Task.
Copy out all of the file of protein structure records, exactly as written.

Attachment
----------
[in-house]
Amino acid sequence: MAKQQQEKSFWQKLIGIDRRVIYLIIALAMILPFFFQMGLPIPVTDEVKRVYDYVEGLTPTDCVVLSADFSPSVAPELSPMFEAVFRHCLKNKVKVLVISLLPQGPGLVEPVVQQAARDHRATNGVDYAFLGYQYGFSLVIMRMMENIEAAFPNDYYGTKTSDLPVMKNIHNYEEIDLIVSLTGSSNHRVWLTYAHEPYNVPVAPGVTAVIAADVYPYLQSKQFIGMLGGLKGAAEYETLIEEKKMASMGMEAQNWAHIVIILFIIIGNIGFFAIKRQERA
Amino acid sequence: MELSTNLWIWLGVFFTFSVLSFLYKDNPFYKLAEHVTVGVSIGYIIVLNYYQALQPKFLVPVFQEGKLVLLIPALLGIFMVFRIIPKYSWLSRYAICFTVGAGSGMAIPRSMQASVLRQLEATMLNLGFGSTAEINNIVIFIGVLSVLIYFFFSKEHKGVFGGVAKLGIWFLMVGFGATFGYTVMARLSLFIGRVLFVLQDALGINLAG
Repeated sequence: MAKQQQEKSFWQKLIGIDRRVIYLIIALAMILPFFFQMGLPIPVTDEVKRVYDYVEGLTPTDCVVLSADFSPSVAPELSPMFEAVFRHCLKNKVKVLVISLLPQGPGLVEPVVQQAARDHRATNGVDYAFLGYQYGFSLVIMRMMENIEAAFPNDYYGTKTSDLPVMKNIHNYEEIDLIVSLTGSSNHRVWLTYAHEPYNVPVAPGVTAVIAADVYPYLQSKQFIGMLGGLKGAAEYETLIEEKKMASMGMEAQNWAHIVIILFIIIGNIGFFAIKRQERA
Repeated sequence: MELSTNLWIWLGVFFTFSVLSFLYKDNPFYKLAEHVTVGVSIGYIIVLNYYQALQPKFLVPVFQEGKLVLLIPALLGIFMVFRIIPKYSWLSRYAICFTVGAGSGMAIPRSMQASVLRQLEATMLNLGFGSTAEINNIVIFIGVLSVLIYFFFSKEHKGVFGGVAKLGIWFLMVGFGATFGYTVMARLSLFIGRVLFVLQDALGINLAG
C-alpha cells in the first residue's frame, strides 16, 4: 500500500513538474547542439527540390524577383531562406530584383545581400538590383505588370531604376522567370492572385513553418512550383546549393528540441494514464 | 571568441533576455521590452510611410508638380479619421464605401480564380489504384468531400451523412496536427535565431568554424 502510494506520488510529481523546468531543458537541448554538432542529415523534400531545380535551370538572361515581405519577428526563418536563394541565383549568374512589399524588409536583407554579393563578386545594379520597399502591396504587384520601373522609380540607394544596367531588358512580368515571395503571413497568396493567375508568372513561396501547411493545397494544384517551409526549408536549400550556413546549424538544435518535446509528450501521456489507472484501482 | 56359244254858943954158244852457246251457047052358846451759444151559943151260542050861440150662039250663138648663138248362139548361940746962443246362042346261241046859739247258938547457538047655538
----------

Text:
[in-house]
Amino acid sequence: MAKQQQEKSFWQKLIGIDRRVIYLIIALAMILPFFFQMGLPIPVTDEVKRVYDYVEGLTPTDCVVLSADFSPSVAPELSPMFEAVFRHCLKNKVKVLVISLLPQGPGLVEPVVQQAARDHRATNGVDYAFLGYQYGFSLVIMRMMENIEAAFPNDYYGTKTSDLPVMKNIHNYEEIDLIVSLTGSSNHRVWLTYAHEPYNVPVAPGVTAVIAADVYPYLQSKQFIGMLGGLKGAAEYETLIEEKKMASMGMEAQNWAHIVIILFIIIGNIGFFAIKRQERA
Amino acid sequence: MELSTNLWIWLGVFFTFSVLSFLYKDNPFYKLAEHVTVGVSIGYIIVLNYYQALQPKFLVPVFQEGKLVLLIPALLGIFMVFRIIPKYSWLSRYAICFTVGAGSGMAIPRSMQASVLRQLEATMLNLGFGSTAEINNIVIFIGVLSVLIYFFFSKEHKGVFGGVAKLGIWFLMVGFGATFGYTVMARLSLFIGRVLFVLQDALGINLAG
Repeated sequence: MAKQQQEKSFWQKLIGIDRRVIYLIIALAMILPFFFQMGLPIPVTDEVKRVYDYVEGLTPTDCVVLSADFSPSVAPELSPMFEAVFRHCLKNKVKVLVISLLPQGPGLVEPVVQQAARDHRATNGVDYAFLGYQYGFSLVIMRMMENIEAAFPNDYYGTKTSDLPVMKNIHNYEEIDLIVSLTGSSNHRVWLTYAHEPYNVPVAPGVTAVIAADVYPYLQSKQFIGMLGGLKGAAEYETLIEEKKMASMGMEAQNWAHIVIILFIIIGNIGFFAIKRQERA
Repeated sequence: MELSTNLWIWLGVFFTFSVLSFLYKDNPFYKLAEHVTVGVSIGYIIVLNYYQALQPKFLVPVFQEGKLVLLIPALLGIFMVFRIIPKYSWLSRYAICFTVGAGSGMAIPRSMQASVLRQLEATMLNLGFGSTAEINNIVIFIGVLSVLIYFFFSKEHKGVFGGVAKLGIWFLMVGFGATFGYTVMARLSLFIGRVLFVLQDALGINLAG
C-alpha cells in the first residue's frame, strides 16, 4: 500500500513538474547542439527540390524577383531562406530584383545581400538590383505588370531604376522567370492572385513553418512550383546549393528540441494514464 | 571568441533576455521590452510611410508638380479619421464605401480564380489504384468531400451523412496536427535565431568554424 502510494506520488510529481523546468531543458537541448554538432542529415523534400531545380535551370538572361515581405519577428526563418536563394541565383549568374512589399524588409536583407554579393563578386545594379520597399502591396504587384520601373522609380540607394544596367531588358512580368515571395503571413497568396493567375508568372513561396501547411493545397494544384517551409526549408536549400550556413546549424538544435518535446509528450501521456489507472484501482 | 56359244254858943954158244852457246251457047052358846451759444151559943151260542050861440150662039250663138648663138248362139548361940746962443246362042346261241046859739247258938547457538047655538